The Institute of Management Accountants has opened a new Competency Crisis microsite and community designed to give a variety of accounting and finance stakeholders, including professionals, students, employers and academics, a forum to discuss the issue of the talent gap in the accounting profession and come up with potential solutions.

The site, which debuted earlier this month, is essentially a call to action, according to IMA president and CEO Jeffrey C. Thomson, to produce a dialogue among accounting associations, employers, students and academia, for what the IMA calling the “competency crisis in accounting.”

“When you take a societal look at this, CFOs and CFO teams are vital to organizational success in both preserving value and creating new value through ethics, internal controls, financial accounting and good, solid accounting practices,” Thomson said in an interview Tuesday. “The concern that we’ve had is that the curriculum at the undergraduate accounting level is not preparing the future accountant for what they’re going to do on the job. When you look at the undergraduate accounting curriculum, for the most part it prepares students for audit jobs, which is a very good way to start your career, but the vast majority of accounting students are going to find their way into business, and they do a whole lot more than audit. They do planning, they do analysis, they do synthesis, they do integration, all the things that are required to both preserve and create new value. So it’s that gap between what accounting educators teach and what’s needed in practice by employers where we want to create some momentum and dialogue across various constituencies. If we all don’t step up, we’re concerned that we’ll continue to have this crisis in the accounting profession.”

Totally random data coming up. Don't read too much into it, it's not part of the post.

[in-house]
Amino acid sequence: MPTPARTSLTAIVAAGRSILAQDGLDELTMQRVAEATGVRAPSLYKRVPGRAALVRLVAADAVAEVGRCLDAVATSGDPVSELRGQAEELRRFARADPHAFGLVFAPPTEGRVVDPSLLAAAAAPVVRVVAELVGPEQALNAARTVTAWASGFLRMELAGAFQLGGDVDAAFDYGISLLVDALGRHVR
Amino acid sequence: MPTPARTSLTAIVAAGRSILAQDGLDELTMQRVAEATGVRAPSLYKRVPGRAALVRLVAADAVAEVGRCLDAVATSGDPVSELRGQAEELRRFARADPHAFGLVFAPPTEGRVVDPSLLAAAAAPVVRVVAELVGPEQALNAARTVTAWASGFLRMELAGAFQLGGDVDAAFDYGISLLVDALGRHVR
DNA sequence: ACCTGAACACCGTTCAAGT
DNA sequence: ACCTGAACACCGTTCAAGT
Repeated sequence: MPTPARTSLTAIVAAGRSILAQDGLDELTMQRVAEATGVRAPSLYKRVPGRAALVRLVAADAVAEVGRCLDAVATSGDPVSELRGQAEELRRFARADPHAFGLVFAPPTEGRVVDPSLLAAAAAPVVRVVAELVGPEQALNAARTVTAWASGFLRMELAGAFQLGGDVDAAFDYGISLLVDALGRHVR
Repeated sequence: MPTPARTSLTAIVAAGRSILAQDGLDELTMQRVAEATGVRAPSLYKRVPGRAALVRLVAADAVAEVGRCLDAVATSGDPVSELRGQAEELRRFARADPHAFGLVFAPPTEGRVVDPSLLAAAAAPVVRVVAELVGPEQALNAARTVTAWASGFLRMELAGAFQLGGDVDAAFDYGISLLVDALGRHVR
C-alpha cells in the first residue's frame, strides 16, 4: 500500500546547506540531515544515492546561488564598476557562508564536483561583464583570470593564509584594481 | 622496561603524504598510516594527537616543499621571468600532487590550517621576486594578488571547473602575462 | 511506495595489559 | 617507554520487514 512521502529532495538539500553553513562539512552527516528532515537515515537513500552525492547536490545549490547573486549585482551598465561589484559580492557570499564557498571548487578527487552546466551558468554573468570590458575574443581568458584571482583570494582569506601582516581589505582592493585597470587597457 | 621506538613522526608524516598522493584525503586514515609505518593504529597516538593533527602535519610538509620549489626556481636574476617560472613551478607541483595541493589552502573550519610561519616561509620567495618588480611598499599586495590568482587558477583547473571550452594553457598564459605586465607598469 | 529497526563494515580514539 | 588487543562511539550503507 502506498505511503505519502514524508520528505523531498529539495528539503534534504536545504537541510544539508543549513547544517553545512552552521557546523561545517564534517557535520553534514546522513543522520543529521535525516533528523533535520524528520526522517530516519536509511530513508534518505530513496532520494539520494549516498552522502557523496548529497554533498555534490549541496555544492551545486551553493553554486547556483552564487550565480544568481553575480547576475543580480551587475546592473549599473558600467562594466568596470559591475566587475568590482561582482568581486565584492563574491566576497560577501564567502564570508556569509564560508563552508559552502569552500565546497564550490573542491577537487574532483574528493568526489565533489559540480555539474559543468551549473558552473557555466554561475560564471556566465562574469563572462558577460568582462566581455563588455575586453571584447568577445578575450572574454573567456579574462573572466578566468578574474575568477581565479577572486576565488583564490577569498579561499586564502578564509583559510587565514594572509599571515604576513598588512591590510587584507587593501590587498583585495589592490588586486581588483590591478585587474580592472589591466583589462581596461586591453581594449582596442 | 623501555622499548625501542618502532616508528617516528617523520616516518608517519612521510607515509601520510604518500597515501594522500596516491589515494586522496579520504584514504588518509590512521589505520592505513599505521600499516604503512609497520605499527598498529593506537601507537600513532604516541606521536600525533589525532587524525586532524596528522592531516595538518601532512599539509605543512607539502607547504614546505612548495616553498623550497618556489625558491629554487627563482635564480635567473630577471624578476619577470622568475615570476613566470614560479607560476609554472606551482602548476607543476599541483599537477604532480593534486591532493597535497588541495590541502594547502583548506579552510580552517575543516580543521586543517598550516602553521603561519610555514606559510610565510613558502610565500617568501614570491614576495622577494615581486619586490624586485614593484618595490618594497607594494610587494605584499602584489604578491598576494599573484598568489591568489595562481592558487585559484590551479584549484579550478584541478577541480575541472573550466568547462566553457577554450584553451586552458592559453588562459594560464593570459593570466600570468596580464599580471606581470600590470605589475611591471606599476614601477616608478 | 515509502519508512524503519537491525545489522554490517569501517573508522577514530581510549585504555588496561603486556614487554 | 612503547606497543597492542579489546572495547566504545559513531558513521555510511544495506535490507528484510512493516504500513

The new site has been generating a fair degree of traffic, dialogue and engagement since it launched about two weeks ago, according to Thomson. He noted that the site addresses some of the findings of a study last year by the Pathways Commission on Accounting Higher Education, a joint effort of the American Institute of CPAs and the American Accounting Association, in which representatives from the IMA and other groups also participated (see Report on Future of Accounting Education Released).

One of the recommendations included improving the accounting curriculum taught in schools. The report cited a presentation given at one of the Pathway Commission’s meetings in 2011 and warned, “If the accounting community continues to concentrate on the financial accounting system and not understand the technology and dynamic business processes that run companies of the 21st century, the accounting profession has the potential to become obsolete.” Thomson sees that as a warning that the accounting profession could become obsolete if it continues to focus its educational efforts on only auditing work. He cited another report from a staffing company, the Manpower Group, saying that accounting positions were among the hardest to fill. Early this year, his group and the AAA introduced recommendations for an accounting curriculum framework (see Accounting Education Needs to Bridge Real-World Skills Gap).

The IMA has now created the Competency Crisis site in an effort to address these problems further. Thomson noted that the site has only a subtle amount of IMA branding because his organization hopes to attract people from all parts of the profession to contribute their feedback and ideas for solving the talent gap problem. The IMA is also planning a broad-based social media campaign to encourage more engagement among the different constituencies.

“Make no mistake about it, we’re investing resources into this activity,” said Thomson. “The site is attracting people from all different stakeholder groups, and they’re actually spending a fair amount of time on the site; we estimate about three times more than the industry standard in terms of the amount of time they’re on the site, engaging or exploring and perusing. We’re really excited by the potential.”

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